Harding-Pencroft Academy is where all the best marine scientists, naval warriors, navigators, and underwater explorers go. And similar to beloved Hogwarts, the students are sorted into one of four main houses; Dolphin, Shark, Cephalopod, and Orca. Ana Dakkar is in her freshman year at HP and the prefect of House Dolphin. She also lost her parents a couple of years ago following a disastrous scientific expedition, so HP is the only home she and her brother Dev have. It’s now the end of the school year, and Ana and her class are sent on a top weekend trial at sea. But on the bus ride to their ship, the students witness a terrible tragedy that sets into motion a series of events that will change their lives forever...

Recommended reading age: 9-11 years old

The Worst Witch by Jill Murphy (1974)

Before there was Hogwarts and Harry Potter, there was Miss Cackle’s Academy and Mildred Hubble. But Mildred is no Hermione Granger. She’s the exact opposite actually; more akin to Neville Longbottom. No matter how hard she tries, Mildred just can’t seem to master magic. She conjures her spells incorrectly, she’s always crashing her broomstick, and her potions never turn out right. After a particularly catastrophic incident during the Halloween festival, it appears Mildred’s days are numbered at the Miss Cackle’s. But when she unwittingly stumbles across an evil plan being made by a group of witches, Mildred might be the academy’s only hope.

Recommended reading age: 7-10 years old

The Soul Hunters by Chris Bradford (2021)

Just as Harry Potter is inexplicably thrust into the ultimate battle, schoolgirl Genna Adams finds herself in a similar situation. Genna is off to see her friend Mei’s parents’ exhibition at their local museum. But a chilling encounter with a stranger called Damien sees Genna leave early only to be attacked by him and a hooded gang later on in the park. Luckily, a kind stranger called Phoenix saves her and she’s is able to get away. But that’s not the last she’ll see of Damien. A week later, Genna is kidnapped so Phoenix is back once again to save her. It's only then that he reveals Damien is after Genna’s soul. Soon, Genna finds herself racing across time to not only save herself but the rest of the world.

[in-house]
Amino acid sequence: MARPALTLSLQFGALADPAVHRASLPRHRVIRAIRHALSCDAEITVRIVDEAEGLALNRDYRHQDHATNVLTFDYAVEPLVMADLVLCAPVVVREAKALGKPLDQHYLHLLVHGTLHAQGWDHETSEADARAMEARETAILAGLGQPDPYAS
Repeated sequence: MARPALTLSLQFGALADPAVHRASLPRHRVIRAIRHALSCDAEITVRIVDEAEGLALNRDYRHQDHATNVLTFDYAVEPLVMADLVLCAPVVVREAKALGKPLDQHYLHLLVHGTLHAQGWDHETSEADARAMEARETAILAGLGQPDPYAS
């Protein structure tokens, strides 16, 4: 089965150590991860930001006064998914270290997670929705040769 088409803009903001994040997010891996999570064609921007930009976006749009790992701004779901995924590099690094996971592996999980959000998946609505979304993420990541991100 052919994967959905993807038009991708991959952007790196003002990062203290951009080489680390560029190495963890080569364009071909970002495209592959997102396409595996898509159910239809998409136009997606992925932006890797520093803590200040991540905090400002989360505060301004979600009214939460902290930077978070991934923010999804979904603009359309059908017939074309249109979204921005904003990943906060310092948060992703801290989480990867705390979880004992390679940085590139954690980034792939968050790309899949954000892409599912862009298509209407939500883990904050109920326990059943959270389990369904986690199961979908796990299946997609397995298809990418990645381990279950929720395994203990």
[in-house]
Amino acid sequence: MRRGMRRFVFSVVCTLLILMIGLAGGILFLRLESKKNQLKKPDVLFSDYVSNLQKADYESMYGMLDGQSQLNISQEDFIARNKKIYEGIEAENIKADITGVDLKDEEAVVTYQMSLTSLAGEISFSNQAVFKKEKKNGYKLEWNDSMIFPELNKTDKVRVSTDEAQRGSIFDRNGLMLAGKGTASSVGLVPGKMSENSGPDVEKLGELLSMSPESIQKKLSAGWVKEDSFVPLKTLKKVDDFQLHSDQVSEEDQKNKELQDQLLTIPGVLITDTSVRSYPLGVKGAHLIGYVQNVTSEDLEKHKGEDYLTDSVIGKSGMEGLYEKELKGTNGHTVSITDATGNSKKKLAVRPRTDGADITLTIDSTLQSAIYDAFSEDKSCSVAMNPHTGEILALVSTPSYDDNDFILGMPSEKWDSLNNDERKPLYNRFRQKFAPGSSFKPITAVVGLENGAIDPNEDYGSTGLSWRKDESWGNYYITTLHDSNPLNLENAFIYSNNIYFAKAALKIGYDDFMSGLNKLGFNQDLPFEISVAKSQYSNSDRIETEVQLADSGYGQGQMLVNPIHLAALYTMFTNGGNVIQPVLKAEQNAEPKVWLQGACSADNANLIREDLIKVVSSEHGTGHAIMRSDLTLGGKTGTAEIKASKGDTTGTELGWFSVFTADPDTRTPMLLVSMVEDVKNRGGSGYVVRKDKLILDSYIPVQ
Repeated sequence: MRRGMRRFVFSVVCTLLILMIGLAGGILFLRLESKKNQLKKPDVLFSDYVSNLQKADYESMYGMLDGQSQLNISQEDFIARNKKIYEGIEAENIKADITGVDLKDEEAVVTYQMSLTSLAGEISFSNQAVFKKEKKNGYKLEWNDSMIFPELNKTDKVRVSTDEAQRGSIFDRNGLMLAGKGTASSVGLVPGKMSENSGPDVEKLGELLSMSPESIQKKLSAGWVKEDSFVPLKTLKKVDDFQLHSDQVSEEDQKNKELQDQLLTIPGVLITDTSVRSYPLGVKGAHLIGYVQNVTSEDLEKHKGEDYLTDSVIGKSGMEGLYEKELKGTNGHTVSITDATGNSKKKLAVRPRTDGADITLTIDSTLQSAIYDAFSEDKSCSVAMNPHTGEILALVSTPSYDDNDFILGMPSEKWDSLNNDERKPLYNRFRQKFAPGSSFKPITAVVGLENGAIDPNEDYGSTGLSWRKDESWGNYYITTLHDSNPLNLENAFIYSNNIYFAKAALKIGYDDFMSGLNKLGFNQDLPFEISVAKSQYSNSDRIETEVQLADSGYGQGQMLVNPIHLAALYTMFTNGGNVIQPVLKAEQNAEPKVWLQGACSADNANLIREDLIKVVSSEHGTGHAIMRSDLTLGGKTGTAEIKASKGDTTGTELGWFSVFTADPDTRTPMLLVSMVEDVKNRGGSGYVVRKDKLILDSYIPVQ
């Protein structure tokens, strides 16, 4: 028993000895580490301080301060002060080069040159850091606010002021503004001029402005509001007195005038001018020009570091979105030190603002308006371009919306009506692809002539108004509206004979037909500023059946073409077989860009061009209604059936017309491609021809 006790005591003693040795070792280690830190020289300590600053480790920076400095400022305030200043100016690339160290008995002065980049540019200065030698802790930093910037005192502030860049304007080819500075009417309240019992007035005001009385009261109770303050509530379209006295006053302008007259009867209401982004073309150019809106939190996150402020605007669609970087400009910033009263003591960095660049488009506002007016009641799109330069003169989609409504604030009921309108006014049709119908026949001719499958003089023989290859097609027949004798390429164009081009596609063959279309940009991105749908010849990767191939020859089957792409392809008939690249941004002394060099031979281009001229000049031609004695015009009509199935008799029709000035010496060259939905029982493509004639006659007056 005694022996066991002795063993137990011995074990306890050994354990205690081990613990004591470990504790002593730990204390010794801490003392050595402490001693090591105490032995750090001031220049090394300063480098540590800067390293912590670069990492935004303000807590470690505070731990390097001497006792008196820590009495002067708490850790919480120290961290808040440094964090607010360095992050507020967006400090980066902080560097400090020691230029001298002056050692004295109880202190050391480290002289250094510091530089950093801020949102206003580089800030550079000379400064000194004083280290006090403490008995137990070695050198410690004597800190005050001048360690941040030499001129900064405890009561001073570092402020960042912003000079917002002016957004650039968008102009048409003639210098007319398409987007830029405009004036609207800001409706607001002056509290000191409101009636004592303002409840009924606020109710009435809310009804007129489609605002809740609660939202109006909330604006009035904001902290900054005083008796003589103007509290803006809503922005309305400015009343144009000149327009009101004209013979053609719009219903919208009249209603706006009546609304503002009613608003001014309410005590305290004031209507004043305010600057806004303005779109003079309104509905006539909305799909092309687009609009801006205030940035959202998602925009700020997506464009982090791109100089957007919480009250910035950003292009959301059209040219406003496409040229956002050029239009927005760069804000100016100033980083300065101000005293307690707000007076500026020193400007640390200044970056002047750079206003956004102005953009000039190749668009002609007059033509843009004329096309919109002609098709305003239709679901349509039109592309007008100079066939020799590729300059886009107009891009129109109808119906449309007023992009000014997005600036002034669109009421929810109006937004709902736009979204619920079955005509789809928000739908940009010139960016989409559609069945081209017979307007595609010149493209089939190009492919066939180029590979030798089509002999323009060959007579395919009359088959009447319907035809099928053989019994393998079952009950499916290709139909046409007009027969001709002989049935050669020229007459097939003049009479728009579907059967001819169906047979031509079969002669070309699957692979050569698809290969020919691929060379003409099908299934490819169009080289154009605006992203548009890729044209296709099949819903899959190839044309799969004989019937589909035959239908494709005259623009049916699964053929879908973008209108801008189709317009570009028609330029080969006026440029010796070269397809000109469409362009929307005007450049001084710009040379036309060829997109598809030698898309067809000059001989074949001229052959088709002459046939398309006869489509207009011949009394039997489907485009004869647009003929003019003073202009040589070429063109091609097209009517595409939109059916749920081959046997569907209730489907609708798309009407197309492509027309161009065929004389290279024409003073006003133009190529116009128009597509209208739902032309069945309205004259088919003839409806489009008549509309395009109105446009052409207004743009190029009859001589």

Recommended reading age: 9-12 years old

The Edge Chronicles 1: The Curse of the Gloamglozer by Paul Stewart & Chris Riddell (2001)

Fans of fantasy universes like Harry Potter will love The Edge Chronicles series by Paul Stewart and Chris Riddell. Set in a fictional world known as The Edge, the series covers a 600-year period and features a whole cast of characters and creepy creatures, all superbly illustrated by Riddell. In The Curse of the Gloamglozer, 14-year-old Quint Verginix is the son of famous sky pirate Wind Jackal. Quint has always dreamed of following in his father’s footsteps, so when he’s sent to the floating city of Sanctaphrax to be an apprentice to the Most High Academe, Linius Pallitax, he’s not pleased. But whilst there, Quint discovers that Linius is harbouring a terrible secret. Will Quint be able to save Sanctaphrax?

Recommended reading age: 9-11 years old

Murder Most Unladylike by Robin Stevens

A lot of Harry Potter’s magic came from Hogwarts itself and this clever whodunnit series introduces us to another brilliantly atmospheric boarding school. This time it’s the 1930s and our sleuths Daisy Wells and Hazel Wong are racing the police to investigate a murder. This page-turner also shows us to charismatic heroes in a believable friendship – with all the highs and lows that might entail. Young readers will be drawn to the emotional drama as much as the never-ending suspense.

Recommended reading age: 9-11 years old